Eddy Lu is the co-founder and CEO of Superb (formerly Grubwithus), a mobile app that helps people collect, share and experience must-try places with their friends.


For many founders, “pivot” is a dirty word. It hints at uncertainty, even failure. But with three out of four startups flopping, we founders shouldn’t shy away from the word. We shouldn’t be afraid to acknowledge that change can be good; change gained from experience can benefit companies and users.

With our initial concept, Grubwithus, our mission was to help users meet new people and make real world connections while dining at some of the hottest restaurants. People thought the idea was great, investors loved the novel way we were approaching meeting new people, and we were getting a ton of media buzz, so things were looking pretty good.

We grinded away for two years and were growing, but in the end, we realized that there were just too many barriers to getting people to meals (e.g. date, time, restaurant, price, menu, people, topic, etc.) for us to become a huge and sustainable venture-backed business.

Our users wanted deeper social connections and loved the idea of using technology to facilitate this, so we knew we had to find a low barrier solution to this. After months of soul searching, arguing and testing, we made the hard decision to pivot to Superb, an intent-based social networking iOS app that enables people to collect places they want to go to and connects them to friends who also want to go.

Starting a company is all about risks and second chances, and in some cases, third, fourth, even fifth chances. One of my favorite venture capitalists once told me that startups are like basketball. You get six fouls so use them. If you never get a foul, you’re not being aggressive enough. You’re allowed to take risks, but don’t foul out in the first quarter either. Most startups don’t deal with life or death problems, so if you try something and it doesn’t work, don’t be afraid to fix it.

Here are five tips for a successful pivot:

1. Raise more money than you need

Raising money is difficult and dilutive, but having no money means you’re dead. When we raised our first round of funding, we wanted to raise $1 million, but were offered many millions more by a top tier VC firm. Like many first time founders, we thought we would ‘kill it’ and be able to raise at a much higher valuation 18 months later, so we opted out from taking the extra cash.

Luckily, we didn’t have too many major missteps and were able to raise our Series A, but if I had to do it all over again, I definitely would have taken the money when it was offered.

For our Series A, we raised more money than we needed in case things didn’t play out perfectly. As you can see, the best case scenario didn’t happen (it hardly does), and if we worried about dilution more than we worried about the worst case scenario, the company would be dead right now.

2. Have the right partners

Tech is littered with stories of relationships breaking up under the strain of starting a company. In our Y-Combinator class alone, around one-third of the teams either broke apart or lost a co-founder, usually over disagreements in personality or product direction.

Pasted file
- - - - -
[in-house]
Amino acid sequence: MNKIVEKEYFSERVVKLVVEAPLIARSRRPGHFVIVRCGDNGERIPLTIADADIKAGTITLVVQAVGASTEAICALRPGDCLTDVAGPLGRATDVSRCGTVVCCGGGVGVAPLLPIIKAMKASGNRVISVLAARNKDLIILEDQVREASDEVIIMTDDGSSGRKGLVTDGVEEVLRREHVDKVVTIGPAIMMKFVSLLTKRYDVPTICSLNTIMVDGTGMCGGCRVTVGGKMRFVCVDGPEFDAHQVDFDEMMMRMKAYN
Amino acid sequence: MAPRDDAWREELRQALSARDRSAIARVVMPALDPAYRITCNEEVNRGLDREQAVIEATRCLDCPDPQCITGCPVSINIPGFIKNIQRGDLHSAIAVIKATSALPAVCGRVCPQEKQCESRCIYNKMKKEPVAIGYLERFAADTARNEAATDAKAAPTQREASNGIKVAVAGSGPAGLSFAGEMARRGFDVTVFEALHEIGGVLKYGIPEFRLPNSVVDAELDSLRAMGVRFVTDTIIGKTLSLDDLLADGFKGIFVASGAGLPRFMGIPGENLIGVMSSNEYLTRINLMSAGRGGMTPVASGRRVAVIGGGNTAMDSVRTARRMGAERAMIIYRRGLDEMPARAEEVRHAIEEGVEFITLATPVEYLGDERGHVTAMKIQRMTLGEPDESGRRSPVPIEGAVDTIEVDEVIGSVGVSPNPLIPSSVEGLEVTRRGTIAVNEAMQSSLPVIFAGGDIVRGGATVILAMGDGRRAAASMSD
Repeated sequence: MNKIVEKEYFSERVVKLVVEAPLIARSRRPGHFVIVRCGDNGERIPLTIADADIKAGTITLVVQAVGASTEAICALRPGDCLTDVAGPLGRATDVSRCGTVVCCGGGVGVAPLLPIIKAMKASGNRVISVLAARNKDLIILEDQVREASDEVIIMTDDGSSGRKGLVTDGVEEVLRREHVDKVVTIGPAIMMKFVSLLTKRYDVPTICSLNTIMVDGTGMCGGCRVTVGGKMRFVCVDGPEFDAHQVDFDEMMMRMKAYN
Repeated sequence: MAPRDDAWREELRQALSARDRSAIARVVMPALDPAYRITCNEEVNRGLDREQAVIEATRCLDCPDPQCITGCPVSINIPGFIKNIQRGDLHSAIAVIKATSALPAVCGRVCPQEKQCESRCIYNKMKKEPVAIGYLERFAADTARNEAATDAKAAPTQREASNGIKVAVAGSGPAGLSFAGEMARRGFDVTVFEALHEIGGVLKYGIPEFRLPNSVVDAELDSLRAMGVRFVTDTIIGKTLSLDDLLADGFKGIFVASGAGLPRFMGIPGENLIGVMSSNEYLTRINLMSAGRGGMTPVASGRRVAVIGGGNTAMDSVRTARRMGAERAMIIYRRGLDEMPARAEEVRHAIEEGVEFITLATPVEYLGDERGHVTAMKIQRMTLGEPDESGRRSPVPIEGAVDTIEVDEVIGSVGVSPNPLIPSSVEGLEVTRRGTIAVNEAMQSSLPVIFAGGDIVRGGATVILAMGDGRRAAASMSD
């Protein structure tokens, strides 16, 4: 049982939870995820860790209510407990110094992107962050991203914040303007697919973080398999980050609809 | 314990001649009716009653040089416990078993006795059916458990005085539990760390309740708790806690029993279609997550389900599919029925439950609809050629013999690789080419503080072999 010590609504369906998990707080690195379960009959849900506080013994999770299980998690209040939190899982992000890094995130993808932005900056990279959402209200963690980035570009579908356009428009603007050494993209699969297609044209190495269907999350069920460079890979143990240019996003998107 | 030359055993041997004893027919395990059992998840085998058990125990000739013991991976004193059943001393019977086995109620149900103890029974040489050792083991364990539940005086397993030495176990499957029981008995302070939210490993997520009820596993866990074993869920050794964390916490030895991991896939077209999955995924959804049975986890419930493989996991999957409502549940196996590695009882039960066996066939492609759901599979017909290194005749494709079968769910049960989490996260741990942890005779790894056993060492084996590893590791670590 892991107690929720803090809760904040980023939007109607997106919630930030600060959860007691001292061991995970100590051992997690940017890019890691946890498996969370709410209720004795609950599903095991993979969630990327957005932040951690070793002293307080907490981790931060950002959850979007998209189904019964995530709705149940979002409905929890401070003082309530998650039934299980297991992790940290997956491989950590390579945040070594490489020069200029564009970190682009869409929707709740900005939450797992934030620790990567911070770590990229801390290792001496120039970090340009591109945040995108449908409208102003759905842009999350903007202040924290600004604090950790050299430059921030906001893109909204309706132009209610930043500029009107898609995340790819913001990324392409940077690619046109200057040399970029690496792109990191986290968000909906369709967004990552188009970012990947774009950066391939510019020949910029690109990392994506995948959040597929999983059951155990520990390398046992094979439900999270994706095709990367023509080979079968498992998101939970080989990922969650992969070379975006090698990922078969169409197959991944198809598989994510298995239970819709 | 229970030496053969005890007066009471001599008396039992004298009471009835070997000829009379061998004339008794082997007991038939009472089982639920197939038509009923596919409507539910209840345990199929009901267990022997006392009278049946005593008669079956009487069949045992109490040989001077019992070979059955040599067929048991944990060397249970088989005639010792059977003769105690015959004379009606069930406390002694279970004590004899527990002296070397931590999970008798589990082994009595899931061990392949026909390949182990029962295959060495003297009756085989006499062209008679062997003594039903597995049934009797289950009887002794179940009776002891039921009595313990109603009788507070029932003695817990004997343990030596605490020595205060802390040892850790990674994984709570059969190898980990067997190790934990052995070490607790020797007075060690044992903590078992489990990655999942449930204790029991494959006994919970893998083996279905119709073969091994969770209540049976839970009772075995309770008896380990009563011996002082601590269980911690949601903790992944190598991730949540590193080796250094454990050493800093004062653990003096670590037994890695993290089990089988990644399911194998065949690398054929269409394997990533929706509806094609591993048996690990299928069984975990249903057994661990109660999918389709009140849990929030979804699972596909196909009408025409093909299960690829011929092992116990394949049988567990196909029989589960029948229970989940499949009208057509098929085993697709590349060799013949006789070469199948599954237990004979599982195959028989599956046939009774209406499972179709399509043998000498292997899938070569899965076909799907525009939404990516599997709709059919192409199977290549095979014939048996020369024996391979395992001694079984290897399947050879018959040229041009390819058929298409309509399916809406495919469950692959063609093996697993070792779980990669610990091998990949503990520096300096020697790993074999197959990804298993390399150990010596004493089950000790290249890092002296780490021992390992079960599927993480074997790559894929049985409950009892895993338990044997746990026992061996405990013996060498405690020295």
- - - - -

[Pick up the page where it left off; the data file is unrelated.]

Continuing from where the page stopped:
Launching a company is incredibly stressful – emotionally, physically and psychologically. You need to have the right partners to get you through the worst of times. And let’s just say we’ve experienced things much worse than pivoting. My two co-founders Nikhil and Daishin bring balance and only together would we have been able to handle the challenges that we’ve faced.

3. Re-build the right team

With a pivot, not only is the product changing, the team will change too. You will lose key people to attrition if they don’t believe in the new product or let people go if they don’t fit the new vision. With our pivot, we had the difficult task of laying off our entire sales team.

In addition to the morale hit of shifting products, your team will also have to cope with saying goodbye to some of their closest friends. We had to learn the hard way, but if people hang on because of loyalty to you or the company, but are clearly not happy, you need to address this.

In short, make sure you properly reset the team before you start on the next concept.

4. Have a Plan B

The ultimate job of VCs is to make money for their investors. Making money isn’t just about picking winners; it’s about minimizing losses as well. As much as you believe in your pivot and know it’s going to work, it’s a huge financial risk, so show that you’re being financially smart by thinking through worst case scenarios if your pivot doesn’t work.

We’re very passionate about Superb and our investors are supportive of the big vision we’re trying to achieve, but we’ve also discussed cases of failure to make sure we’re being fiscally responsible to them. We’ve discussed everything from listing out potential acquirers to recapitalizing just in case. It’s important to always be transparent with every member of your team.

5. Know that your investors are “big boys”

In the end, you’ve poured endless hours into your company and worked hard to get your funding. If you have a great team and money in the bank, you’re ahead of most startups out there, so as long as you’re still passionate and excited to work your ass off, then there’s no reason to quit.

A pivot is better than trying to grind out a mediocre company. Pinterest pivoted. Homejoy pivoted a few times, even Lyft and Groupon.

In some cases, your biggest investors might be resistant to a pivot, but a VC once told me, “All your investors are big boys. Don’t worry about us. If we didn’t put money into you, we would’ve put money into someone else like you. We’ve all lost money but made a lot of money as well, so as long as you’re still hungry and passionate, keep fighting.”